Monday, March 22, 2010
Weekend Book Reviews
Last Scene Alive by Charlaine Harris. This is the Sookie Stackhouse lady of True Blood fame and can I just say, ick. She should stick with vampires. This one, instead of the undead, has an uptight independently wealthy librarian protagonist in a small town around Atlanta somewhere and a dumb murder - really dumb - and of course there are all kinds of men who are madly in love with her and there's one steamy-ish sex scene. I have pretty much completely forgotten this one already and that's okay. As I said on mecha today, I eat them like candy and forget them like dreams.
Dead Witch Walking by Kim Harrison. Yeah, this one pretty much sucks too. I read another one in this series by mistake (this is the problem with the grab 'em and go Goodwill approach to picking books) a few months back and it was confusing and not very good. But I'm a glutton for punishment, apparently, and this is I think the first one in the series; it's even more confusing. Anyway, the important part is that get this, after most people die off of some kind of tomato plague (I am not making this up) then the vampires and pixies and stuff all come out of hiding wherever it was they were hiding for all of however long it's been since anybody has seen one. Also, while this is going on, somehow, it totally becomes normal to murder employees who quit their jobs. It's like a Republican dream come true, basically, with pixies. Did I mention the pixies?
A Cold Day in Paradise by Steve Hamilton. A hardboiled murder mystery set in hardboiled and cold Michigan where everybody is pretty much hard boiled and, um, I don't believe in any of them. I was sure throughout the book that the protagonist was going to turn out to be psycho and the murderer but he wasn't and it was somebody else and, la, whatever. No to the weird small ugly millionaire and no to his horny wife and no to the incredibly wonderful bartender and his wonderful nonexistent bar that might as well be written by Spider Robinson except then it would be more realistic. This book won a bunch of awards although I could not tell you why.
The Summer of the Danes by Ellis Peters. This is an old old book and I have read it before because I love Ellis Peters and I love Brother Cadfael and I love their perfect beautiful medieval world where murder barely disturbs the peace and the birds singing and the faith and the pastoral analogies. Ah, you can just sink into these things and not only feel better when you come out but actually learn a little something about 13th century Britain and Wales. Which, you know, is a subject that comes up all the time.
Black Cherry Blues by James Lee Burke. I also love James Lee Burke and Dave Robicheaux but for completely different reasons than I love Brother Cadfael. His books have a deeply loopy inner core that I can never quite figure out and I'm never sure if it's that the plots don't actually make much sense or just that I'm not all thtat good at plots. Or possibly it is because I do not live in either New Orleans or Montana and I'm not convinced that everyone is all that venal. I don't care though because once he goes into one of those four page mystical rants I'm completely sold. This is an early one and some day I'm going to read them all in order to try to make some sense out of Dave Robicheaux although I have a feeling it's going to bug me because, like a child in a sitcom, he's either not aging at all or aging too fast: I can't tell which. Sometimes that unnerves me, because people who never leave their forties and yet are not undead unnerve me, but, whatever, as long as he goes on writing paragraphs about the color of the water in the marshes, I'll go on reading.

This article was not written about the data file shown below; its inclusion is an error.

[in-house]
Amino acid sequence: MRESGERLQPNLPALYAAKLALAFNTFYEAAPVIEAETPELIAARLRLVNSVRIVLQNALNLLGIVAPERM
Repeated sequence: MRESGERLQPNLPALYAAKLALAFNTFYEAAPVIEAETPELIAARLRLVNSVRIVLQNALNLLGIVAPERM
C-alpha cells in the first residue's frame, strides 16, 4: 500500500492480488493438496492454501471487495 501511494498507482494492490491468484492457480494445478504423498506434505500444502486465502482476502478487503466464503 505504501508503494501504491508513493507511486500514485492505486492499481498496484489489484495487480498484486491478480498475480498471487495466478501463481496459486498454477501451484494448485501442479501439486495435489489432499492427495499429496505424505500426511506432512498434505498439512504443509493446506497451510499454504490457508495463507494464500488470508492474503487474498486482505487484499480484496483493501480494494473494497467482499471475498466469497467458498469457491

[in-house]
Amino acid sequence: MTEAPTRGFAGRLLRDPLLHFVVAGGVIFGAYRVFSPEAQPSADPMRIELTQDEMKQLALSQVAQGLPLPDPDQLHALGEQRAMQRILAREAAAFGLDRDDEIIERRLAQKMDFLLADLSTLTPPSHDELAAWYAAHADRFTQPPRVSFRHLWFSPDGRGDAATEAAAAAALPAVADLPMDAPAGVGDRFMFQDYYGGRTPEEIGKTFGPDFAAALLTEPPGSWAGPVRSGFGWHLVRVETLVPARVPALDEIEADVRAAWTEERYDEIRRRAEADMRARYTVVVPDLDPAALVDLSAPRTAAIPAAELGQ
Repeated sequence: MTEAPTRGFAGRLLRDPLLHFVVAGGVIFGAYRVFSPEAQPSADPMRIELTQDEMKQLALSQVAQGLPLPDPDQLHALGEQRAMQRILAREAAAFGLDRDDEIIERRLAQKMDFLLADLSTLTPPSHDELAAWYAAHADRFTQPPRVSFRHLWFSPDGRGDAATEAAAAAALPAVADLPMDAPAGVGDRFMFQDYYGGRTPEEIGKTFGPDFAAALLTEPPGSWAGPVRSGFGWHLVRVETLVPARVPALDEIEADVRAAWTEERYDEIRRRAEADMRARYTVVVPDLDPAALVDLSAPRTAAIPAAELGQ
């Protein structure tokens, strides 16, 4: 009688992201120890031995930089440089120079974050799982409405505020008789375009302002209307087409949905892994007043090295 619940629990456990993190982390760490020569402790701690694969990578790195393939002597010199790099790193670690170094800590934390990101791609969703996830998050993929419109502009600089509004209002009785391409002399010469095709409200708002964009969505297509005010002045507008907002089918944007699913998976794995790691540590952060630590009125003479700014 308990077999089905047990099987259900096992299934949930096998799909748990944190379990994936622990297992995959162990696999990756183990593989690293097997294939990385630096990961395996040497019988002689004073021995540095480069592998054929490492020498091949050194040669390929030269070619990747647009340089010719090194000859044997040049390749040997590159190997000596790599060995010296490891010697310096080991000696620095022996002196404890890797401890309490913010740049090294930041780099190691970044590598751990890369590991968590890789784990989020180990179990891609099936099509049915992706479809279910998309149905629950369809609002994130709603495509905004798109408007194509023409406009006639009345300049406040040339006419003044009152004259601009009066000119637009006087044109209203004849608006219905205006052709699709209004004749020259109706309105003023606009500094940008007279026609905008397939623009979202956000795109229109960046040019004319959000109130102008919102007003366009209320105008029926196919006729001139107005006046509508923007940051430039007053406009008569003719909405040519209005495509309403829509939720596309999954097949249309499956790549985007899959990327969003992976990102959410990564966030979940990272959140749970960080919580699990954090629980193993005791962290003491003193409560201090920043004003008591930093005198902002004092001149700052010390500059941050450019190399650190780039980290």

ADDENDUM: I forgot one! There was another book and this one was the best if by best you mean most action packed and highly ridiculous yet containing a local angle. It was the inimitable Bloodstone, by Gwen Hunter, which I thought originally was called Gwen Bloodstone Hunter, due to a tragic failure of cover design. It's set in WNC and the protagonist is a jewelry designer who hangs out at gem and mineral shows and lives in a fabulous loft in, I think, Highlands, because it's the only town outside Asheville that could conceivably support not just one but three high end jewelry designers with fabulous lofts, although, hey, verisimilitude is just not what this book is about. The protagonist doesn't like to swear so she says stupid shit like Spit and Decay! instead, which little rhetorical trick gets old by about, oh, page 2. She's from a psychic family from the lowcountry, which is to say, she's probably related to me except for the actually being usefully psychic instead of just neurotic part. Her fabulously wealthy fabulous brother (everyone and everything is fabulous in this book) gets kidnapped and there are firefights and gold up on the mountain and an Eeeeevil Guvvermint Plot and a Wise Old Auntie and a Perfect Gay Best Friend and the whole thing is totally unbelievable but at least it is fun and not so horrifically written (except for the swearing part, I mean, fuck that shit) that you want to throw it across the room.